Lessons Learned Running a Successful Software Testing Meetup

After nearly 3 years & 16 Liverpool Tester Gatherings, the 3 of us have learned several very valuable lessons in running free meetups to provide a platform for new & experienced speakers, with both local & international testing status.

This post aims to share some of our learning

Liverpool Tester Gathering Logo
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The Orchestra – Different Parts, Same Outcome

I typically use the metaphor of an orchestra with Testers across different teams/products/squads within an organisation to help the understanding of how different testers can offer value within their teams.

The idea being that the argument “I test websites & they test data” is redundant when you’re thinking of the product or system as a whole

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Dissecting The Testing Quadrants – Rectangles

This is the first post attempting to document some of the conversation James Bach & I had whilst trying to determine what my understanding  of the Agile test quadrants actually was.

This post is a WIP as I’m sure I’ll be updating it as I walk through each of the quadrants & work with some of the different ideas & terminology we discussed.

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Dissecting The Testing Quadrants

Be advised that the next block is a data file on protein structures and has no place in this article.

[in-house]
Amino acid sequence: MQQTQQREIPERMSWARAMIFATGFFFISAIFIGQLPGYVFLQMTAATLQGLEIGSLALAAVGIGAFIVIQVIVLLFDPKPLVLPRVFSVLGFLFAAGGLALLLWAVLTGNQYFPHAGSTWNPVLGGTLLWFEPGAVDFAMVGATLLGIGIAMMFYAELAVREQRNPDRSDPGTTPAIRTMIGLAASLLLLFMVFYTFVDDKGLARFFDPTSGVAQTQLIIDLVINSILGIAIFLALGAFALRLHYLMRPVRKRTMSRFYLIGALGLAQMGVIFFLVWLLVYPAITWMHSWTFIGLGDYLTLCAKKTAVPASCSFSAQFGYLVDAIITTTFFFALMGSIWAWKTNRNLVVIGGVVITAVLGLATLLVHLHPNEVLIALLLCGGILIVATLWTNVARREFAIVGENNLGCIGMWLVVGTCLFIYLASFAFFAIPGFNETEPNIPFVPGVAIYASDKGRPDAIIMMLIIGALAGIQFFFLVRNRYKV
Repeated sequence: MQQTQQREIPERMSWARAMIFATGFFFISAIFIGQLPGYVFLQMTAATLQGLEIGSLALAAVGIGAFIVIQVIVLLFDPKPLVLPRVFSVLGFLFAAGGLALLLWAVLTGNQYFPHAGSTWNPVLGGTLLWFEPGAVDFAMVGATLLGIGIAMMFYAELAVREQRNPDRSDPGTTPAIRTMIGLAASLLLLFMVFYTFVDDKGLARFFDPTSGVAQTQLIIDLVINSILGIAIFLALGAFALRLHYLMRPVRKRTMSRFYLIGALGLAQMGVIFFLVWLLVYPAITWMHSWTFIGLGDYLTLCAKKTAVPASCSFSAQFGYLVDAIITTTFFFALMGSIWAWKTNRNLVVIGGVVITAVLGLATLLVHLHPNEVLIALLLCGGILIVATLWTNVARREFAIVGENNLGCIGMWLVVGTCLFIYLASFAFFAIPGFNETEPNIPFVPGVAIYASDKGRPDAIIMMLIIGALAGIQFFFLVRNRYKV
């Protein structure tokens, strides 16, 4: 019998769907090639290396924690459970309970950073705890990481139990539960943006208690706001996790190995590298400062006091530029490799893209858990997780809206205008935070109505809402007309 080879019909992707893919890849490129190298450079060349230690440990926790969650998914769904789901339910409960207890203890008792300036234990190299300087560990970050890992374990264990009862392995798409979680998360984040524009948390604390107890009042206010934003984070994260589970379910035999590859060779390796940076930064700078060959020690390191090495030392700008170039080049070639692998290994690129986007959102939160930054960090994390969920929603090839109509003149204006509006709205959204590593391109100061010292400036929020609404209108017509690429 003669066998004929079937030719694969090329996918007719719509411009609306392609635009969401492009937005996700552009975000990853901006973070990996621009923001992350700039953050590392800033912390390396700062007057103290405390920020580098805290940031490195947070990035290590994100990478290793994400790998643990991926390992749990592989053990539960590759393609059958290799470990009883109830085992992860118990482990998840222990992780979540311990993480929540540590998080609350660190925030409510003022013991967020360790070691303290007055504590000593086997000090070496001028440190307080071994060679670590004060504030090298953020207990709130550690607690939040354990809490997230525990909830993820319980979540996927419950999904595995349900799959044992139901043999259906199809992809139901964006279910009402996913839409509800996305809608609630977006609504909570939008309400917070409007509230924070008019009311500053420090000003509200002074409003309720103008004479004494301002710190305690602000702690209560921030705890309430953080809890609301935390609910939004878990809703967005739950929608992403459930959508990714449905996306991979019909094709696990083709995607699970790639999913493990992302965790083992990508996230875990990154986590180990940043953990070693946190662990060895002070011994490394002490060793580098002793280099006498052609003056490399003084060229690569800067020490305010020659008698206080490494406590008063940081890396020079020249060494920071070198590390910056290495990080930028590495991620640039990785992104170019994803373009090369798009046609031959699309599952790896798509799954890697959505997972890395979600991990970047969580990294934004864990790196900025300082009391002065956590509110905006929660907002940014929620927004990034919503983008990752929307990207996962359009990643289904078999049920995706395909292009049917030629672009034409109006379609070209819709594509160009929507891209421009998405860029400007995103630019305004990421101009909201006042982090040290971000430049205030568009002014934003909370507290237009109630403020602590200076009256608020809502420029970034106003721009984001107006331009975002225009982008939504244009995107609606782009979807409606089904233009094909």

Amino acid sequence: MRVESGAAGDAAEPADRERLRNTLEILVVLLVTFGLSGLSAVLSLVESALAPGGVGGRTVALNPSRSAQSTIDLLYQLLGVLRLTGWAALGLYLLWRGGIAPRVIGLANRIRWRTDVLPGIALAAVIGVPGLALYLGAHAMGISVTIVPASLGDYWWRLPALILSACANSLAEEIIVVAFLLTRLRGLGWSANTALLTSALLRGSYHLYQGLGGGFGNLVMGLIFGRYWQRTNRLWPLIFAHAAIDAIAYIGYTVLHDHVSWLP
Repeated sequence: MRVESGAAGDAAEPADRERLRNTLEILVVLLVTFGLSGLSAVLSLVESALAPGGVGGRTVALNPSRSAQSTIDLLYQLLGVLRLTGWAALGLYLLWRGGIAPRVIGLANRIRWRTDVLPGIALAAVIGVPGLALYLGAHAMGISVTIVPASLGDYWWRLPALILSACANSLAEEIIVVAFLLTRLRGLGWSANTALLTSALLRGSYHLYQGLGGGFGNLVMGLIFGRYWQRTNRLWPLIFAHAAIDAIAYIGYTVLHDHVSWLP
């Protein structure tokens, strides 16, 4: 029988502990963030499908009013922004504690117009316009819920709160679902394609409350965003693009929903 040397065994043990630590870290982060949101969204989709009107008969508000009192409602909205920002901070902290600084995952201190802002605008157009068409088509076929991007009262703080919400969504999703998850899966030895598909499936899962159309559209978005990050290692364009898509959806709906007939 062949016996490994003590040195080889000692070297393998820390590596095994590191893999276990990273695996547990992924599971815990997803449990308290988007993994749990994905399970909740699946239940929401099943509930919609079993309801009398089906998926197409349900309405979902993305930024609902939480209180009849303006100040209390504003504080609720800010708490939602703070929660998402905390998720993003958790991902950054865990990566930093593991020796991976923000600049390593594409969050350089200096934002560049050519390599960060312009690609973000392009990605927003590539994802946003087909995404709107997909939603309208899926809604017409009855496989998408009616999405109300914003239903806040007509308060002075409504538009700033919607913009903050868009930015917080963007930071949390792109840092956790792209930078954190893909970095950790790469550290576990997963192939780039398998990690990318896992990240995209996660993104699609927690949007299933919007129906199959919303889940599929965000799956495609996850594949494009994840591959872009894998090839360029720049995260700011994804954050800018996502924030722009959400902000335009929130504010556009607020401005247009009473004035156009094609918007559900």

I’m a fan of the (Agile) Testing Quadrants, first described by Brian Marick back in 2003 as a matrix & later popularised by Lisa Crispin & Janet Gregory.

James Bach helped me to break down the quadrants in order to get a deeper understanding of what each quadrant meant. It was during this conversation I realised I had a very shallow understanding of the model & I was effectively diluting (& even twisting?!) the message the quadrants were trying to get across.

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Hexagonal Architecture For Testers: Part 1

This post is WIP & under iterative development!

At my current client, we’re being coached in the Hexagonal Architecture pattern.

Admittedly, the primary focus is towards the Programmers, but the change in the development strategy has an impact on us Testers so we get a seat a table.

What is this change in the development strategy which will impact us Testers? The pattern considers integration tests as brittle & unneccessarily linking the business logic to the implementation. As such, with this pattern, you want as few integration tests as possible. So the question is:

As a Tester, how confident am I that the removal of (automated) integration tests have not decreased the stability of the code?

In this 3 part series, I hope to learn more about hexagonal architecture, what it does for the teams test strategy & what the impact is for Testers.

table & chairs representing hexagonal architecture
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